Authors Lisa Dicker and Danae Paterson of “Covid-19 and Conflicts: The Health of Peace Processes During a Pandemic” spoke with HNMCP to dig more deeply into the article’s findings, provide a behind-the-scenes look into how they translated real-time developments into broader questions and learnings, and share an update on where these peace processes stand eight months into the pandemic. To read the full interview, click here.
HNMCP: Let’s rewind back to spring 2020. You both were working for a non-governmental organization that works in advising peace negotiations and post-conflict transitions—what inspired you to write “COVID-19 and Conflicts: The Health of Peace Processes During a Pandemic”?
Lisa Dicker (LD): The field of peace negotiations relies on extensive travel of the parties, mediators, and advisors. From 2018 to early 2020, a major component of my work portfolio was advising parties involved in Sudan’s civilian revolution and democratic transition, and advising delegations to the Sudanese Peace Process. So I spent a lot of time going back and forth to locations like Addis Ababa, Ethiopia; Paris, France; and Juba, South Sudan. On March 12, 2020, I woke up at around 6am in Juba, South Sudan, to prepare for another day of peace negotiations for Sudan. When I looked at my phone and saw over a hundred texts, WhatsApps, and calls, my first thought was, “It is so kind of everyone to reach out on my birthday!” But, I quickly realized that instead, the United States had announced the start of flight and entry restrictions due to the COVID-19 pandemic, and borders were rapidly closing around the world. I was in transit back to Washington, D.C. by that afternoon, and the flights and airports were filled with internationals traveling home as countries locked down. Seemingly overnight the landscape of the peace processes changed, and for me this article was born out of being on my flights home thinking, “Well, we are all going to have to innovate.”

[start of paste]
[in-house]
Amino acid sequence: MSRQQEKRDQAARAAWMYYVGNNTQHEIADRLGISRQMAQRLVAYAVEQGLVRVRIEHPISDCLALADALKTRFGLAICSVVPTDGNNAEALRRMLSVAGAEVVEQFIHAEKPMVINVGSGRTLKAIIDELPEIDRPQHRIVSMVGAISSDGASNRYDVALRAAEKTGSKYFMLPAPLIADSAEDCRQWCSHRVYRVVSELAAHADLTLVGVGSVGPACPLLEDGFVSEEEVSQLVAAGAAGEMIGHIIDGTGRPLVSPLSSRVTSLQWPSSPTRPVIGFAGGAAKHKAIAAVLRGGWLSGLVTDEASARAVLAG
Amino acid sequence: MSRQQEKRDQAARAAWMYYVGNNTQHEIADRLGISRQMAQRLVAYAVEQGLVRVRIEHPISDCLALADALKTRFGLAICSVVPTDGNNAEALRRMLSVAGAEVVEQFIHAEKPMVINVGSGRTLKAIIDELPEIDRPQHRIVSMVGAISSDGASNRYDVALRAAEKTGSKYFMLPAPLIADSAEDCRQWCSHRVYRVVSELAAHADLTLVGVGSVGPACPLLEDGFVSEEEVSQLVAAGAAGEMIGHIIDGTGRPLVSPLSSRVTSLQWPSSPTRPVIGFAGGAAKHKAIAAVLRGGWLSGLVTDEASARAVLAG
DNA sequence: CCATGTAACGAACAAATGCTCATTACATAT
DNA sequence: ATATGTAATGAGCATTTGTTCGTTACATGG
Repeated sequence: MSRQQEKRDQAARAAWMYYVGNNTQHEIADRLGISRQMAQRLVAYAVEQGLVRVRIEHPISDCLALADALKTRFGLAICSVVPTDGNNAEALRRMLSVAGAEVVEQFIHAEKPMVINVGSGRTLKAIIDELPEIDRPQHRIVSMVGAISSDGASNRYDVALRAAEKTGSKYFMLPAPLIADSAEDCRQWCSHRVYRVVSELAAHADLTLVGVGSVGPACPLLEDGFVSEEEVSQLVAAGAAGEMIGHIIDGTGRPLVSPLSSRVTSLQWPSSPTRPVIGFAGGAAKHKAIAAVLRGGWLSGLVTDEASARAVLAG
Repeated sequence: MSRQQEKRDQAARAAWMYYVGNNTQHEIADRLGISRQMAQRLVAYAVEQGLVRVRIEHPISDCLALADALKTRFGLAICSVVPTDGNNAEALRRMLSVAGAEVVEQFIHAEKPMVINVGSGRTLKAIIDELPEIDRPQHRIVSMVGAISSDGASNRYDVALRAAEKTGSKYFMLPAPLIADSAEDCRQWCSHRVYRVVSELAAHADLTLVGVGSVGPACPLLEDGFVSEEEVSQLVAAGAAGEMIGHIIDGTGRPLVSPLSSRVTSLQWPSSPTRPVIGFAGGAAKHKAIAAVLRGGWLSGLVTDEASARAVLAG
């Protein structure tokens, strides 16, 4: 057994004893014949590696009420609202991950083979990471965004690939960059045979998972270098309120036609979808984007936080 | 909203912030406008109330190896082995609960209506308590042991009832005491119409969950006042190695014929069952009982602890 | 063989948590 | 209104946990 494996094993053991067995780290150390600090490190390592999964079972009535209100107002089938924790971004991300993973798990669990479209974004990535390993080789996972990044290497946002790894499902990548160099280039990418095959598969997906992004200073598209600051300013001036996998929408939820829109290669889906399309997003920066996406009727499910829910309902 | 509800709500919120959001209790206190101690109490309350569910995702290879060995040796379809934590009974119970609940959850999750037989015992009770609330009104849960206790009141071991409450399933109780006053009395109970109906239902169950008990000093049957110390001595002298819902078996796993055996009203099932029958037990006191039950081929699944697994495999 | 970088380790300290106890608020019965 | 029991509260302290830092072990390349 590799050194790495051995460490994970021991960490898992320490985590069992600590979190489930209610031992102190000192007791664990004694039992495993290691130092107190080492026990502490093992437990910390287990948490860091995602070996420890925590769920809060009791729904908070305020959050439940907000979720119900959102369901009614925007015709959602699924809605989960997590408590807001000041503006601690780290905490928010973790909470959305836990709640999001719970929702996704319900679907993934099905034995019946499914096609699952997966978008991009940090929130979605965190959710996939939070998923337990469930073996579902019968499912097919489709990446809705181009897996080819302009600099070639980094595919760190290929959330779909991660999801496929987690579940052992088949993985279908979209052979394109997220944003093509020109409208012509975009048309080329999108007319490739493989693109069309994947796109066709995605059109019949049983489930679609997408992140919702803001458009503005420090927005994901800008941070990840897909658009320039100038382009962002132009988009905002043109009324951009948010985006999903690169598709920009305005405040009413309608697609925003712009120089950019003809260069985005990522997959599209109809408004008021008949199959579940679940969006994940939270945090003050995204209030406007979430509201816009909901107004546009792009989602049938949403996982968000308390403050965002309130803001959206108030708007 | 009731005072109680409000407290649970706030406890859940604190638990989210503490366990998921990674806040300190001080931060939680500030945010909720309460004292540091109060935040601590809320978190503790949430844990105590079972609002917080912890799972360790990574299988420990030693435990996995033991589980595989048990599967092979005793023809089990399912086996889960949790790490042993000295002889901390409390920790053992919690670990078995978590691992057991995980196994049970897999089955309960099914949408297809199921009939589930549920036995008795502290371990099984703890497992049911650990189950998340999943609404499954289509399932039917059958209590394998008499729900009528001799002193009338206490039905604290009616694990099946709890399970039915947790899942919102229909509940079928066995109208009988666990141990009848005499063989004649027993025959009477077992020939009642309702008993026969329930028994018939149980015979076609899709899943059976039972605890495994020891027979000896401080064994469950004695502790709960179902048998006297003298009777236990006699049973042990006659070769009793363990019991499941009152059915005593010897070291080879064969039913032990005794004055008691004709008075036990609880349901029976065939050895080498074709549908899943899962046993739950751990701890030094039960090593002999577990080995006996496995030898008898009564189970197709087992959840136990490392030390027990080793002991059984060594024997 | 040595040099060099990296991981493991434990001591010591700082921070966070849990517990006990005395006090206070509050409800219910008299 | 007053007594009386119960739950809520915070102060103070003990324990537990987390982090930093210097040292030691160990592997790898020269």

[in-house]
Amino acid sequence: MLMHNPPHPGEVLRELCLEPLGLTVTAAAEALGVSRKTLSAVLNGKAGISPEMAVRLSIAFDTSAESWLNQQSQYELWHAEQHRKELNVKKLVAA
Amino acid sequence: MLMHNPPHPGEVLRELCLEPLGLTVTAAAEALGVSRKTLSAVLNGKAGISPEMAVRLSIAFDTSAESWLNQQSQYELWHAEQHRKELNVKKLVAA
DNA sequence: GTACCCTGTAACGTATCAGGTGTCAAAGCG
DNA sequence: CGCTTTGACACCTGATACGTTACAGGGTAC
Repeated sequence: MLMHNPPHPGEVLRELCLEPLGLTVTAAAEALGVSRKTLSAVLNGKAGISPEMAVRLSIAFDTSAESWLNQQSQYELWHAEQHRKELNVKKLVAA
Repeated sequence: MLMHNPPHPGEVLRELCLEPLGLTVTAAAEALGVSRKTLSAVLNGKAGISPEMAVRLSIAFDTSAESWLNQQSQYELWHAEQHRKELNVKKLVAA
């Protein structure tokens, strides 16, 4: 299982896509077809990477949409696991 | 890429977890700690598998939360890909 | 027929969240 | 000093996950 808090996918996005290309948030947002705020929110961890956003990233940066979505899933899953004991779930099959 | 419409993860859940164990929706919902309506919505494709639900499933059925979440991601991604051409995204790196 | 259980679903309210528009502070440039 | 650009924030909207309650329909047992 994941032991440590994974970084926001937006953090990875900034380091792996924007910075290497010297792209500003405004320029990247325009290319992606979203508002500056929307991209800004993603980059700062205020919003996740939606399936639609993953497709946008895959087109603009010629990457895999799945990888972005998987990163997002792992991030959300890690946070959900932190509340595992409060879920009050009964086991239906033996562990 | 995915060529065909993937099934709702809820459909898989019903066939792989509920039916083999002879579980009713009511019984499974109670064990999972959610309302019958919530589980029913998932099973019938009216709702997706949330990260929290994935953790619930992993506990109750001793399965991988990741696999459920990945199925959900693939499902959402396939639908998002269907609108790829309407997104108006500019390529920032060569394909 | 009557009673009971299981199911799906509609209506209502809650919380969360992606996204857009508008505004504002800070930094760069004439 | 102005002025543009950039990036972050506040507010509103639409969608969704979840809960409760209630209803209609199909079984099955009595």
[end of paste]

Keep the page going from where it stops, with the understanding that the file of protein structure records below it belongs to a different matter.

Danae Paterson (DP): In a broadly similar vein, the first week of March I was in Amman, Jordan, meeting with various stakeholders and mediators in the context of ceasefire and peace agreement negotiations for Yemen and laying out plans for the next several months of work. I didn’t realize on my flight home that it was going to be the last time I would be inside a meeting room of any kind for more than half a year, let alone one on the other side of a transatlantic flight that gathered together advisers and mediators from three or four global regions. However, this also gave me an interesting seat by which to observe the quick pivot of many actors involved in the Yemeni negotiations to preserving as much momentum as possible, and identifying creative (if challenging) options for moving forward despite these barriers. Sitting side-by-side with my work on the Syrian context, whose mediation team responded to the pandemic very differently, it became apparent that there were highly differentiated responses to similar (though far from identical) travel conditions, and this certainly caught my attention and sparked curiosity about where we might find ourselves in these diverse peace processes—which were starting at very different points in their negotiating framework as well, I should be sure to emphasize—as the world continued to stagger forward in its pandemic response.